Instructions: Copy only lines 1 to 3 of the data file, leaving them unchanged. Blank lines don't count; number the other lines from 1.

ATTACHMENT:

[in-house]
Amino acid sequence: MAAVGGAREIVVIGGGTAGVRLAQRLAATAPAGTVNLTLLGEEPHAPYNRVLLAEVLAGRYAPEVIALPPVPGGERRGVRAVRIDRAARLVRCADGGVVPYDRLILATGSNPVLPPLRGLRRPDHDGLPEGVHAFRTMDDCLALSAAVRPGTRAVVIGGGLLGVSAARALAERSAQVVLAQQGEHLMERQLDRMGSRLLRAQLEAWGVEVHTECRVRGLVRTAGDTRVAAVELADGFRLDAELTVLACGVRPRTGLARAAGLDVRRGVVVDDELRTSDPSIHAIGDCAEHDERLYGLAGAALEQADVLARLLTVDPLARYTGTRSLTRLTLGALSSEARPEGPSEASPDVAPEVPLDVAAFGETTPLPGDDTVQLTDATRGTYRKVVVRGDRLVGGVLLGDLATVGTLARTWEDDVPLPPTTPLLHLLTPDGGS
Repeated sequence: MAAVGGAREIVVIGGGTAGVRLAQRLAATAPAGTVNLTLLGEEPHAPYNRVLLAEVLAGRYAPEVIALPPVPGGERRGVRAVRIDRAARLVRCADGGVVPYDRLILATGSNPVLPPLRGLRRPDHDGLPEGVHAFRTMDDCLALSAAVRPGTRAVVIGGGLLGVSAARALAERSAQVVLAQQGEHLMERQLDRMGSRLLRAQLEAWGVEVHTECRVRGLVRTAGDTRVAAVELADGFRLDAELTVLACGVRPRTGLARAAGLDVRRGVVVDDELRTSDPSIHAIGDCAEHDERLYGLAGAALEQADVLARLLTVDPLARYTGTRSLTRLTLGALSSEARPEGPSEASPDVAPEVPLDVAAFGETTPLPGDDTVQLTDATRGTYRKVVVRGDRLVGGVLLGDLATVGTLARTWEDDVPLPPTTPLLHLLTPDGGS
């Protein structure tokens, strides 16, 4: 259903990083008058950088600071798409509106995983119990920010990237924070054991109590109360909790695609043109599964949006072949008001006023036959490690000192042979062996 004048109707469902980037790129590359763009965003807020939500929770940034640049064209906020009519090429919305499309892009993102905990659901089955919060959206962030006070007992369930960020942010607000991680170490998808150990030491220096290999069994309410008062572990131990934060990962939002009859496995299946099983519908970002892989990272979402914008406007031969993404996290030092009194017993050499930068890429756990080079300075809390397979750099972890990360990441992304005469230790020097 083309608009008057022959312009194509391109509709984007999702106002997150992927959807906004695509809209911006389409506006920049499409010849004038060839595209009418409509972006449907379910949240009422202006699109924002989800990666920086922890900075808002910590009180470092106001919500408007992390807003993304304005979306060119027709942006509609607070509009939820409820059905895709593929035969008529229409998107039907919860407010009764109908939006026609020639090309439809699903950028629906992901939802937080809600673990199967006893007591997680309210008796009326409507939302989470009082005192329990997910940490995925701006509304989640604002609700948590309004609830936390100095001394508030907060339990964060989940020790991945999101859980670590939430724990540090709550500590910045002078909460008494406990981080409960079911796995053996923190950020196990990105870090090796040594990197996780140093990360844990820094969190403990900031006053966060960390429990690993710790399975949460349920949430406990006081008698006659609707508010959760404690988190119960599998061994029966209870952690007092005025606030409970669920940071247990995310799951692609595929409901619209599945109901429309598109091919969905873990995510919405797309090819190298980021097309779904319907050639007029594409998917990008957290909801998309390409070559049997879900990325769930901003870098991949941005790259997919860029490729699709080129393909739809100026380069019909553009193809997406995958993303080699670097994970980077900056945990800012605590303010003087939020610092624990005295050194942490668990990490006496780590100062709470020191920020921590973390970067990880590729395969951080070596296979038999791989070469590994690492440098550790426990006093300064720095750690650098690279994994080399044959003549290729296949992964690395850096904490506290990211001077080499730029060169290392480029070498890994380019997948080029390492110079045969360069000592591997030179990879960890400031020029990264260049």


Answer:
[in-house]
Amino acid sequence: MAAVGGAREIVVIGGGTAGVRLAQRLAATAPAGTVNLTLLGEEPHAPYNRVLLAEVLAGRYAPEVIALPPVPGGERRGVRAVRIDRAARLVRCADGGVVPYDRLILATGSNPVLPPLRGLRRPDHDGLPEGVHAFRTMDDCLALSAAVRPGTRAVVIGGGLLGVSAARALAERSAQVVLAQQGEHLMERQLDRMGSRLLRAQLEAWGVEVHTECRVRGLVRTAGDTRVAAVELADGFRLDAELTVLACGVRPRTGLARAAGLDVRRGVVVDDELRTSDPSIHAIGDCAEHDERLYGLAGAALEQADVLARLLTVDPLARYTGTRSLTRLTLGALSSEARPEGPSEASPDVAPEVPLDVAAFGETTPLPGDDTVQLTDATRGTYRKVVVRGDRLVGGVLLGDLATVGTLARTWEDDVPLPPTTPLLHLLTPDGGS
Repeated sequence: MAAVGGAREIVVIGGGTAGVRLAQRLAATAPAGTVNLTLLGEEPHAPYNRVLLAEVLAGRYAPEVIALPPVPGGERRGVRAVRIDRAARLVRCADGGVVPYDRLILATGSNPVLPPLRGLRRPDHDGLPEGVHAFRTMDDCLALSAAVRPGTRAVVIGGGLLGVSAARALAERSAQVVLAQQGEHLMERQLDRMGSRLLRAQLEAWGVEVHTECRVRGLVRTAGDTRVAAVELADGFRLDAELTVLACGVRPRTGLARAAGLDVRRGVVVDDELRTSDPSIHAIGDCAEHDERLYGLAGAALEQADVLARLLTVDPLARYTGTRSLTRLTLGALSSEARPEGPSEASPDVAPEVPLDVAAFGETTPLPGDDTVQLTDATRGTYRKVVVRGDRLVGGVLLGDLATVGTLARTWEDDVPLPPTTPLLHLLTPDGGS